Emerging Butterflies in the changing seasons

The rainy season brings new life to the Crystal Cove backcountry.  Southern California experiences a Mediterranean climate, characterized by dry summers and moderately wet winters.  To adapt to these conditions, many perennial plants will drop their leaves in the summer to save water, however, once the rainy season arrives, leaves will begin to regrow.  This season also sees a surge of annual plants, most of which will not survive for long once the summer sun dries out the landscape.  While many of these plants begin to grow in the rainy season, it may not be the rain that directly triggers their growth. While some plants directly respond to precipitation, many others respond to cues in temperature or photoperiod (the amount of light in the day) to emerge from estivation.

These complex responses to seasonal cues are also critical to the myriad butterflies and moths who must correctly time their diapause.  Diapause is a period of suspended development that many lepidopterans or butterflies and moths undergo to avoid difficult conditions.  If this occurs too early, the plants they need may not be ready. However, if it is too late, they may miss them entirely.  To time their activity right, they also respond to environmental cues about both when to begin and end diapause.  Temperature and photoperiod are common environmental cues for this process.

The monarch butterfly famously undergoes reproductive diapause as an adult.  During this time the reproductive organs are suspended in development and the butterflies group together to form massive clusters.  Once the spring comes they quickly become reproductively active and continue their life cycle.  The Anise swallowtail undergoes diapause as a pupa, which will not end until the proper conditions are met.  The butterfly can remain in this state for up to seven years.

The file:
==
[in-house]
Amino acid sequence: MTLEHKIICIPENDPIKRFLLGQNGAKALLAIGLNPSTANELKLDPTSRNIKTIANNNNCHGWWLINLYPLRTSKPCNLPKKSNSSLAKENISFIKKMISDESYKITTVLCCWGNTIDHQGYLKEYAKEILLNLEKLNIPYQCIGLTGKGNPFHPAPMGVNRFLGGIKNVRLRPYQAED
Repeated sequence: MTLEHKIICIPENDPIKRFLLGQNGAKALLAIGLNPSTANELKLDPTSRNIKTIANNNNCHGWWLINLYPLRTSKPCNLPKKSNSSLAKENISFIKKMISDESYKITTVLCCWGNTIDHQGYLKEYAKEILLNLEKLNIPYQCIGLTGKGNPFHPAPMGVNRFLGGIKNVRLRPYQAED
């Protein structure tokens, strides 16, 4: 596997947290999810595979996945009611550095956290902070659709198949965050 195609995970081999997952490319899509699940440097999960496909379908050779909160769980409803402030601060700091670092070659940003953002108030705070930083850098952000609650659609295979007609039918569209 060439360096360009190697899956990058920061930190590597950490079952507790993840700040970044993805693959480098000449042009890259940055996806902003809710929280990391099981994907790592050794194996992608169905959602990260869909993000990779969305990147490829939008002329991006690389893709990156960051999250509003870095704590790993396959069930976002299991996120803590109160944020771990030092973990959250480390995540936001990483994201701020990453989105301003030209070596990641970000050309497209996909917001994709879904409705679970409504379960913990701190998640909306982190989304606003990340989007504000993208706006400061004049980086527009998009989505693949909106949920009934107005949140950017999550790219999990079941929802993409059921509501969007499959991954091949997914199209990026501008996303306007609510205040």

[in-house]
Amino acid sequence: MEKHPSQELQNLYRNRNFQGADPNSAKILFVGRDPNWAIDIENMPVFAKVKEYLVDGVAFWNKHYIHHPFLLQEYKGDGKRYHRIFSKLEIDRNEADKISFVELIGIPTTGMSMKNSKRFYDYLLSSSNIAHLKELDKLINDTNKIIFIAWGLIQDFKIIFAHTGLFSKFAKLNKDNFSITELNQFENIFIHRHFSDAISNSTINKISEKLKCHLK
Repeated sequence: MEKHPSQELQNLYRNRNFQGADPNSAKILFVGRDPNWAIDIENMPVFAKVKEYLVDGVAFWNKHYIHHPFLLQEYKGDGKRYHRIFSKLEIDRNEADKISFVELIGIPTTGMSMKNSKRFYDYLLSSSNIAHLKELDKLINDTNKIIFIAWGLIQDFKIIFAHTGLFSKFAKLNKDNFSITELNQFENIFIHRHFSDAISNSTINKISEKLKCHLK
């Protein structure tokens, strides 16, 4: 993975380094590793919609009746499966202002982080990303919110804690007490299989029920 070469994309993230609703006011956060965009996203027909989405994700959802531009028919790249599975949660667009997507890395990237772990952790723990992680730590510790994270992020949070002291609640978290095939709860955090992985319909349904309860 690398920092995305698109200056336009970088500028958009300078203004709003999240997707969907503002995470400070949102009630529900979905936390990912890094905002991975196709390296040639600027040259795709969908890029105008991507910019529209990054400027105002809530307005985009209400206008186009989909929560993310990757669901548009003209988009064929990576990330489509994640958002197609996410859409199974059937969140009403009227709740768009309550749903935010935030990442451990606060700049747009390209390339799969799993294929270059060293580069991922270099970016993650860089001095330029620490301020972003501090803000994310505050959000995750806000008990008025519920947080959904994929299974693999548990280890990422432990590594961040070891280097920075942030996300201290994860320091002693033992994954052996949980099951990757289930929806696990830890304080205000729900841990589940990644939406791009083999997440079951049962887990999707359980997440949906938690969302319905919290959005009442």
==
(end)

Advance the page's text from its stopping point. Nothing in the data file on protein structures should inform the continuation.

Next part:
A lot is known about these processes through the science of phenology, which studies the life cycles of plants and animals.  One huge unknown in phenology is how it might change in the future.  Warmer temperatures and aberrant rainfall patterns will undoubtedly affect both plants and lepidopterans.  Will plants begin to bloom sooner, and if so, will butterflies be able to adjust so they have the resources they need once their diapause has ended?  These are questions that have yet to be answered.

Crystal Cove Conservancy and citizen scientist volunteers have begun to monitor both the butterflies in the park and the flowering time of plants.  Once a month they walk the trails of Moro Canyon and record their butterfly and plant observations.  By doing this, we hope to begin to answer some of these questions in Crystal Cove.  While we are still early for most butterflies, some Sara Orange tips and Cabbage Whites have been seen at this time of year in coastal Orange County.

If you are interested in participating in our monthly butterfly surveys, please email Chris Halsch at chrish@crystalcove.org.

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